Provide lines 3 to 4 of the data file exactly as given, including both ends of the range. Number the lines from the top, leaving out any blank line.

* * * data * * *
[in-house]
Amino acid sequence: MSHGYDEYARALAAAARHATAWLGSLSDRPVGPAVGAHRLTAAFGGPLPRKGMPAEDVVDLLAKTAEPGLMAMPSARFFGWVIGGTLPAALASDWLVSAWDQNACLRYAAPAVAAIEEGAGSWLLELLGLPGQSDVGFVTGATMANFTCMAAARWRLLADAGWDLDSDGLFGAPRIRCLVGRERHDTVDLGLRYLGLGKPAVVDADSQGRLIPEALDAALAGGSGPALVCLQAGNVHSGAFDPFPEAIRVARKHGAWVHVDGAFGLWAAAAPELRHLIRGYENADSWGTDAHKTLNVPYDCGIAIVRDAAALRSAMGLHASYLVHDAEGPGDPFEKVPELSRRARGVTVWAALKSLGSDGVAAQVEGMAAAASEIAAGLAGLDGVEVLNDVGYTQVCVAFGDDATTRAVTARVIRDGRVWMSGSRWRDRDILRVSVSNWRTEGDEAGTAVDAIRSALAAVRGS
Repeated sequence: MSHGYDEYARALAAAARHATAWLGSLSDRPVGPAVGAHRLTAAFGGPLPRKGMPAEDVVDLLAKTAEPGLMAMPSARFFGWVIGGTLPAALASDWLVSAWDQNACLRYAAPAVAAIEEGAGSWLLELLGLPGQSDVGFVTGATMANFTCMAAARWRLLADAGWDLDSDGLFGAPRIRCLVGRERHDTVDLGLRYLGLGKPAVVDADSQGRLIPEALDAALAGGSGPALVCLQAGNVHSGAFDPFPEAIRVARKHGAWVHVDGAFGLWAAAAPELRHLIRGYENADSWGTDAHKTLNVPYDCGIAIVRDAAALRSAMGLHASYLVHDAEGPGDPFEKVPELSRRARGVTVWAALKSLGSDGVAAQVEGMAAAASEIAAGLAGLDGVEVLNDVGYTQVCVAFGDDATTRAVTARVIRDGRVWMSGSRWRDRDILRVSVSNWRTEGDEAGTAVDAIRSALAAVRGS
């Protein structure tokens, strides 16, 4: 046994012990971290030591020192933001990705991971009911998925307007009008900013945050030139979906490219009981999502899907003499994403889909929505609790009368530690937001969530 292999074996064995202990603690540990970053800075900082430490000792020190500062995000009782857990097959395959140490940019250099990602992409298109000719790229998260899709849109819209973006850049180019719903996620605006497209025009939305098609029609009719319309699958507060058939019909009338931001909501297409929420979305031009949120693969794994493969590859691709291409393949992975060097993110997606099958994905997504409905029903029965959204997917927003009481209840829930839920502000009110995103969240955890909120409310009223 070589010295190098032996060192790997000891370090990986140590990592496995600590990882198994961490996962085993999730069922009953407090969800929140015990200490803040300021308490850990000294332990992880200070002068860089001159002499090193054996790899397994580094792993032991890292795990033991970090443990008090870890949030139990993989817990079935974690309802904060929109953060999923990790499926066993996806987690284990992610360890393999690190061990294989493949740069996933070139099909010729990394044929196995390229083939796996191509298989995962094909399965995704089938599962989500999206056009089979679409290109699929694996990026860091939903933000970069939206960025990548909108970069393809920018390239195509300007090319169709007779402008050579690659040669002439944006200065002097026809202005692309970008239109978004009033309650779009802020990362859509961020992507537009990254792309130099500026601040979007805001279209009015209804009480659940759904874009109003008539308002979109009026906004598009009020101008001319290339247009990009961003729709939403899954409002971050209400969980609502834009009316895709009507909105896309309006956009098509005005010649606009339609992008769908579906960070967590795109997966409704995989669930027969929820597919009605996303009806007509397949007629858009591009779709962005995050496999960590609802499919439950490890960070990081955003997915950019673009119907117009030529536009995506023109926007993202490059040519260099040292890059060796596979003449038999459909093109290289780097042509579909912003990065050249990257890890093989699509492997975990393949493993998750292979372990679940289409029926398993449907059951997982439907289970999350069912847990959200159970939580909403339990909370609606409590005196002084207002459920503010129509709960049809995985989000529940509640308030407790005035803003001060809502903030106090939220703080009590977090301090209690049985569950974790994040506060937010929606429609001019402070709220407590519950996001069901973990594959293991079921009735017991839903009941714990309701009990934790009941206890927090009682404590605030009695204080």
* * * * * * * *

Repeated sequence: MSHGYDEYARALAAAARHATAWLGSLSDRPVGPAVGAHRLTAAFGGPLPRKGMPAEDVVDLLAKTAEPGLMAMPSARFFGWVIGGTLPAALASDWLVSAWDQNACLRYAAPAVAAIEEGAGSWLLELLGLPGQSDVGFVTGATMANFTCMAAARWRLLADAGWDLDSDGLFGAPRIRCLVGRERHDTVDLGLRYLGLGKPAVVDADSQGRLIPEALDAALAGGSGPALVCLQAGNVHSGAFDPFPEAIRVARKHGAWVHVDGAFGLWAAAAPELRHLIRGYENADSWGTDAHKTLNVPYDCGIAIVRDAAALRSAMGLHASYLVHDAEGPGDPFEKVPELSRRARGVTVWAALKSLGSDGVAAQVEGMAAAASEIAAGLAGLDGVEVLNDVGYTQVCVAFGDDATTRAVTARVIRDGRVWMSGSRWRDRDILRVSVSNWRTEGDEAGTAVDAIRSALAAVRGS
């Protein structure tokens, strides 16, 4: 046994012990971290030591020192933001990705991971009911998925307007009008900013945050030139979906490219009981999502899907003499994403889909929505609790009368530690937001969530 292999074996064995202990603690540990970053800075900082430490000792020190500062995000009782857990097959395959140490940019250099990602992409298109000719790229998260899709849109819209973006850049180019719903996620605006497209025009939305098609029609009719319309699958507060058939019909009338931001909501297409929420979305031009949120693969794994493969590859691709291409393949992975060097993110997606099958994905997504409905029903029965959204997917927003009481209840829930839920502000009110995103969240955890909120409310009223 070589010295190098032996060192790997000891370090990986140590990592496995600590990882198994961490996962085993999730069922009953407090969800929140015990200490803040300021308490850990000294332990992880200070002068860089001159002499090193054996790899397994580094792993032991890292795990033991970090443990008090870890949030139990993989817990079935974690309802904060929109953060999923990790499926066993996806987690284990992610360890393999690190061990294989493949740069996933070139099909010729990394044929196995390229083939796996191509298989995962094909399965995704089938599962989500999206056009089979679409290109699929694996990026860091939903933000970069939206960025990548909108970069393809920018390239195509300007090319169709007779402008050579690659040669002439944006200065002097026809202005692309970008239109978004009033309650779009802020990362859509961020992507537009990254792309130099500026601040979007805001279209009015209804009480659940759904874009109003008539308002979109009026906004598009009020101008001319290339247009990009961003729709939403899954409002971050209400969980609502834009009316895709009507909105896309309006956009098509005005010649606009339609992008769908579906960070967590795109997966409704995989669930027969929820597919009605996303009806007509397949007629858009591009779709962005995050496999960590609802499919439950490890960070990081955003997915950019673009119907117009030529536009995506023109926007993202490059040519260099040292890059060796596979003449038999459909093109290289780097042509579909912003990065050249990257890890093989699509492997975990393949493993998750292979372990679940289409029926398993449907059951997982439907289970999350069912847990959200159970939580909403339990909370609606409590005196002084207002459920503010129509709960049809995985989000529940509640308030407790005035803003001060809502903030106090939220703080009590977090301090209690049985569950974790994040506060937010929606429609001019402070709220407590519950996001069901973990594959293991079921009735017991839903009941714990309701009990934790009941206890927090009682404590605030009695204080």